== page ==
Thinking About 60s and 70s


My dad always laughs when I rave about how great the ’70s must have been. A child of California with older brothers that joined the Berkley students protesting the Vietnam War and narrowly avoided getting drafted, the end of the ’60s and early ’70s weren’t all flower children and Janice Joplin. Even though my dad remembers it differently, the stories told in the decades since are the vehicle for seeing my version of the decades through rose colored lenses.

Maybe it’s the authenticity and unalterable passage of time that paints a more colorful picture of the decade of bell bottoms, the birth of disco and the height of rock n’ roll. When some of the finest contributions to culture came out of Laurel Canyon and Haight Ashbury instead of Silicon Valley and Mountain View. Getting dressed for a generation you never experienced personally but only heard stories about requires a little bit of imagination and a lot of visual aid.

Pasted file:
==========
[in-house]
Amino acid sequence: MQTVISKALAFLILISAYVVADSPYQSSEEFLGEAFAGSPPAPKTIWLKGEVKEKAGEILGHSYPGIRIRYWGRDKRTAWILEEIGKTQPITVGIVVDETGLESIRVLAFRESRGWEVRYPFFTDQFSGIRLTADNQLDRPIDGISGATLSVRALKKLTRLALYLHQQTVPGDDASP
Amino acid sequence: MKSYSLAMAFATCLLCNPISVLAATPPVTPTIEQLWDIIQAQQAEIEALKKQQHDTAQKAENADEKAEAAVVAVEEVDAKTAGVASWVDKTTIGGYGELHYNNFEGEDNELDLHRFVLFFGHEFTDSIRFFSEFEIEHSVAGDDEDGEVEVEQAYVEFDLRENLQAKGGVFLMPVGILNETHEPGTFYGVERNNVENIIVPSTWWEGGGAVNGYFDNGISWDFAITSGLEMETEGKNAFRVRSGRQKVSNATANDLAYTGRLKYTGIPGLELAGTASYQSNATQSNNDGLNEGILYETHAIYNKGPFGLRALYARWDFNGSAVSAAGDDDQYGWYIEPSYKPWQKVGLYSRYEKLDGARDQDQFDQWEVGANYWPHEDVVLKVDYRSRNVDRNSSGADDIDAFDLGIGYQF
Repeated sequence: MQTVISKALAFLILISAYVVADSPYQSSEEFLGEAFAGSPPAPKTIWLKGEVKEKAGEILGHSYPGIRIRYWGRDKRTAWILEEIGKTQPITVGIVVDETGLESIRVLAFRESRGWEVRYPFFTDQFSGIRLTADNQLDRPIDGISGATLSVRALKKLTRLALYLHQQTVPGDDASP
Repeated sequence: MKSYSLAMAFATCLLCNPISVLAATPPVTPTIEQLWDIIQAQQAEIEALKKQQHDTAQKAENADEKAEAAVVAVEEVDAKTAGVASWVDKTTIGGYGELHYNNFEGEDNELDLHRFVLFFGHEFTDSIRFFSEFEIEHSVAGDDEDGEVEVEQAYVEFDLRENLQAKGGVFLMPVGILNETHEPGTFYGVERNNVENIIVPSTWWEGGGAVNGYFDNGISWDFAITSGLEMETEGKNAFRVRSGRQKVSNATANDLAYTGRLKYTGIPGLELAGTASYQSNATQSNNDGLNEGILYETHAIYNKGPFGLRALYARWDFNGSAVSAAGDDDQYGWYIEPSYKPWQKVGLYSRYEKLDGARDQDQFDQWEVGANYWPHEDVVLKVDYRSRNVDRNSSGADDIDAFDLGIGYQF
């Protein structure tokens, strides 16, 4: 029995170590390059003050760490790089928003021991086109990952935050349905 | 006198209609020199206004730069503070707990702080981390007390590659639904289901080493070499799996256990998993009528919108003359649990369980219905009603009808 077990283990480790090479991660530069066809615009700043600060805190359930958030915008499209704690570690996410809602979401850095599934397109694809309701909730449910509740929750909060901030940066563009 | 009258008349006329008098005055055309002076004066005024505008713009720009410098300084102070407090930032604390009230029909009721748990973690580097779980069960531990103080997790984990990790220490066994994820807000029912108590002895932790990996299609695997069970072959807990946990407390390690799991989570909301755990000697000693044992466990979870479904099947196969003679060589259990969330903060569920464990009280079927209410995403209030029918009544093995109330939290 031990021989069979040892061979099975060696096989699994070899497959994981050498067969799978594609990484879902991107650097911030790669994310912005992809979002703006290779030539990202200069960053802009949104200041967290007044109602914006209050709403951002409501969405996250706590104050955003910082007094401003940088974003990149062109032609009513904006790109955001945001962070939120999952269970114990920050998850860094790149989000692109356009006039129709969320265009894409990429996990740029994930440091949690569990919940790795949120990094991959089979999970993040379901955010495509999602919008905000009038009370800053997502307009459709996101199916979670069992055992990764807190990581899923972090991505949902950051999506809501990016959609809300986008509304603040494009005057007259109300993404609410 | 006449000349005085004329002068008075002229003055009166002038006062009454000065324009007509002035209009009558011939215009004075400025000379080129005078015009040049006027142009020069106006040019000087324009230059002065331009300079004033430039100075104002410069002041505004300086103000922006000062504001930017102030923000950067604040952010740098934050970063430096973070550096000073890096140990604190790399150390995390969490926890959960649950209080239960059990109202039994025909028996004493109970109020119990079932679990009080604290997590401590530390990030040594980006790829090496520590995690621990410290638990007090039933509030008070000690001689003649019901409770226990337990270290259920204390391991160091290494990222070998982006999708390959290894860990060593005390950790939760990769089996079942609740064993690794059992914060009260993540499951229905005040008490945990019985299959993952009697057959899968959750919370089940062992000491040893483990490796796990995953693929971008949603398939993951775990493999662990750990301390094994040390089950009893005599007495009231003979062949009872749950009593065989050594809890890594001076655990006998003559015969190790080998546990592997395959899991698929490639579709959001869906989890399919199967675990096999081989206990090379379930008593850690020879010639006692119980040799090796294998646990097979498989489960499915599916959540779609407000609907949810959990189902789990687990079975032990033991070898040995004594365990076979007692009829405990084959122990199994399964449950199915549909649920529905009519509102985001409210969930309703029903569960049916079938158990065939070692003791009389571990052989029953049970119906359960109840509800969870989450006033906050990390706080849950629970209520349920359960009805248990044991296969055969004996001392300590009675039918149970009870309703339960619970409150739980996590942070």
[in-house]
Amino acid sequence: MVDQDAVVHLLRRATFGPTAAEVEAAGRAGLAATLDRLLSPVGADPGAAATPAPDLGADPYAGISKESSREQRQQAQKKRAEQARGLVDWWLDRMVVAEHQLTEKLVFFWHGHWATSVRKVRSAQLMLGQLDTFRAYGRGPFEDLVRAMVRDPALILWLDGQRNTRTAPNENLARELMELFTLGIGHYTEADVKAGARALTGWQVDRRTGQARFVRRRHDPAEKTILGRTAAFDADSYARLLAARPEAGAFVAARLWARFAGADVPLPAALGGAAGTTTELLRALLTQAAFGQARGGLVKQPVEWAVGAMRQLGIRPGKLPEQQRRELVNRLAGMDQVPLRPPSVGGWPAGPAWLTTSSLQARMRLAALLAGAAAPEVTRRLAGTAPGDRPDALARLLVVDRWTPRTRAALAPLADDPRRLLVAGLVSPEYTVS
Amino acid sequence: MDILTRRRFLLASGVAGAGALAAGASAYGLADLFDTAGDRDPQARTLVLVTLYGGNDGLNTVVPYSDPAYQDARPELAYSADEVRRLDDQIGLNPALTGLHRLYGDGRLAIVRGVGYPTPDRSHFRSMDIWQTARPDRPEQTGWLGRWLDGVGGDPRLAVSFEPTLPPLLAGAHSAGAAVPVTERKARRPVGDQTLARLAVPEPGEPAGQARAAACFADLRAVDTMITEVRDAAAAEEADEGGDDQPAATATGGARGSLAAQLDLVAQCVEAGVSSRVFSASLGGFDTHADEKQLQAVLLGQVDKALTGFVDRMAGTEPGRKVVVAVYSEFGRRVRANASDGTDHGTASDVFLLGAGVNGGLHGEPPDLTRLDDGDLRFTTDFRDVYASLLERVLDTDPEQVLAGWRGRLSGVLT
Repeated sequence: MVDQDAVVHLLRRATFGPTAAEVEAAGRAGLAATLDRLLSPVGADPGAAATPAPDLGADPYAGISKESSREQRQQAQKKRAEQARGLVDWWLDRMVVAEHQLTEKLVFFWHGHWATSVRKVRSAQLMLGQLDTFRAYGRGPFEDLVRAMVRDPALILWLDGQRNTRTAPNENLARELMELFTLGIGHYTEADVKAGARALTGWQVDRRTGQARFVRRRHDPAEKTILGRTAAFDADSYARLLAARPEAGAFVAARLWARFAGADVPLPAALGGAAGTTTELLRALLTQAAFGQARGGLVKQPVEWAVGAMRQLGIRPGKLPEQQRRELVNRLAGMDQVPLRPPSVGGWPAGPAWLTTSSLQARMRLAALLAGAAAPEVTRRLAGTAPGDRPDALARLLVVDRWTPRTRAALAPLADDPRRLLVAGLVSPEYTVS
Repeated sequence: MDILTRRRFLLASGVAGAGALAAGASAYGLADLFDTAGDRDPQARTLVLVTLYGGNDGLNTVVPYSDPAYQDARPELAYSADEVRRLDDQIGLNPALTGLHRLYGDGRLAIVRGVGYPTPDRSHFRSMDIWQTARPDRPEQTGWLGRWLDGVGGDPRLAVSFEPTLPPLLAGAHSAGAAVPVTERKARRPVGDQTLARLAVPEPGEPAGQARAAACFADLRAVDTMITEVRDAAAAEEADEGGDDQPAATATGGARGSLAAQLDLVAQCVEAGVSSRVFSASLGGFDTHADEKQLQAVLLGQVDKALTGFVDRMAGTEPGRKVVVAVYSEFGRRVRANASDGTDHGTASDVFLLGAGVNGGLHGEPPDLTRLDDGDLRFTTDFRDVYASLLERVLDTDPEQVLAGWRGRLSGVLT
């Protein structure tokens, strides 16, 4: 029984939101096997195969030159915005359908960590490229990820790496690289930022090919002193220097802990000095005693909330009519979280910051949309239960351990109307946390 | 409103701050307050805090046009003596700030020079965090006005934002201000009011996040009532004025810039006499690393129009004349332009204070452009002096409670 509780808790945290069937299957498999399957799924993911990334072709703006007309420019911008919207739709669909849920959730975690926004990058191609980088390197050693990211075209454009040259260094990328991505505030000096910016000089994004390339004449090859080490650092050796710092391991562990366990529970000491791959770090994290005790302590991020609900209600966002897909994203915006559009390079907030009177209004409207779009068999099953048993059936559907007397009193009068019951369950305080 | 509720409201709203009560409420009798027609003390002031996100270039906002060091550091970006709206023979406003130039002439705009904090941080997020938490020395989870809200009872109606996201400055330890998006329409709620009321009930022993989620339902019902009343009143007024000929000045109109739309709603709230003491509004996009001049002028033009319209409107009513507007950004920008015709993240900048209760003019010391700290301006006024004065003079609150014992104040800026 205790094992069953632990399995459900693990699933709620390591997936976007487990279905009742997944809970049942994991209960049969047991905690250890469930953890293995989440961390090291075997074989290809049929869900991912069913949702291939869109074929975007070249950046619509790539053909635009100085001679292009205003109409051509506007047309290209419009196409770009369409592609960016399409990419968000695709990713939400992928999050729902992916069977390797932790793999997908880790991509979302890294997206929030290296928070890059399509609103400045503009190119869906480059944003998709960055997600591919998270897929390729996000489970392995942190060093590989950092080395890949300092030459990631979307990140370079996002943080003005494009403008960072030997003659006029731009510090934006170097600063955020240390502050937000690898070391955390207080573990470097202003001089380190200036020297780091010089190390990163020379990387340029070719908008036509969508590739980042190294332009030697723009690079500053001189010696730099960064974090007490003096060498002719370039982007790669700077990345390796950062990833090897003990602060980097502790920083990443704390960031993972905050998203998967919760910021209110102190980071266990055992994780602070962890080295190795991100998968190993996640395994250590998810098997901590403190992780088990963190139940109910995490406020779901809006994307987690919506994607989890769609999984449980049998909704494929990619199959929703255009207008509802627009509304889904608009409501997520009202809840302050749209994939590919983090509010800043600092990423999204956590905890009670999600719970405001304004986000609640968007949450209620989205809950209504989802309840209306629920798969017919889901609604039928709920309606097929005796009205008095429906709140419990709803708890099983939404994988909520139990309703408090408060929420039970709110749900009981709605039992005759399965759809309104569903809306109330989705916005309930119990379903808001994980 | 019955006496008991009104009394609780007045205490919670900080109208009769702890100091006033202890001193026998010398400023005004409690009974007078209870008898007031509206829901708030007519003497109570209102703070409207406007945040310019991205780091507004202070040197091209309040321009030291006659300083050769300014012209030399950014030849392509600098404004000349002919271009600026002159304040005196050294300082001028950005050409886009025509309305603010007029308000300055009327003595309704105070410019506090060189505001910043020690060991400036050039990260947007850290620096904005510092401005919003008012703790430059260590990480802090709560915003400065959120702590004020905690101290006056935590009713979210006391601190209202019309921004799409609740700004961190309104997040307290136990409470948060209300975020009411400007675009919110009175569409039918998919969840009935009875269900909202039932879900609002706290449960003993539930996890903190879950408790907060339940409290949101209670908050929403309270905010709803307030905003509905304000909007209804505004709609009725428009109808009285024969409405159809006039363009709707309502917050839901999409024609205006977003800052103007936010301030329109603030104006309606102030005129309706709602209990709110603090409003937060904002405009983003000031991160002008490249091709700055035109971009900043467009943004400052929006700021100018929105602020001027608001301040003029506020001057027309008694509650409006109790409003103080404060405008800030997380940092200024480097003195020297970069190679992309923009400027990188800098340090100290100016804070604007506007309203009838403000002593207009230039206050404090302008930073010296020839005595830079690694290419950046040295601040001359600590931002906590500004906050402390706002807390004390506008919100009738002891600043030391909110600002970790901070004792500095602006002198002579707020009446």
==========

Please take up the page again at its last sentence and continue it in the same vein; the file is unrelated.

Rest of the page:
Cut to the never-ending cycle of the ’60s and ’70s, where we’re seeing more and more styles reflecting an era that’s transcended just the 3-day festival look. Credit Pantone for naming Marsala the 2015 color of the year, a chocolate copper red that complements any skin tone and warms up a look instantly. Nicholas Gesquiere debuted Marsha Brady hair, mini skirts and vanilla colored lace at Louis Vuitton. Walk by any Forever 21 and suede fringe, macrame, and eyelet peasant tops are everywhere. Even Record Store Day is joining in, with Jerry Garcia reissues¬†and Marvin Gaye singles.

One thing is for sure, it’s my mission for every warm weather day in 2015 to look like I walked out of a time capsule, or at least an extra from a 70’s movie. I told my hair stylist Patti to make my hair look like “’70s porn star on her day off.” Translation, big volume, soft waves, fussed with but unfussy looking. My tools: Large barrel curling iron, Bumble & Bumble Surf Spray and a little hairspray for hold. I’m determined to wear platforms and colors that are also spices: cinnamon, cumin, paprika – you get the idea.

















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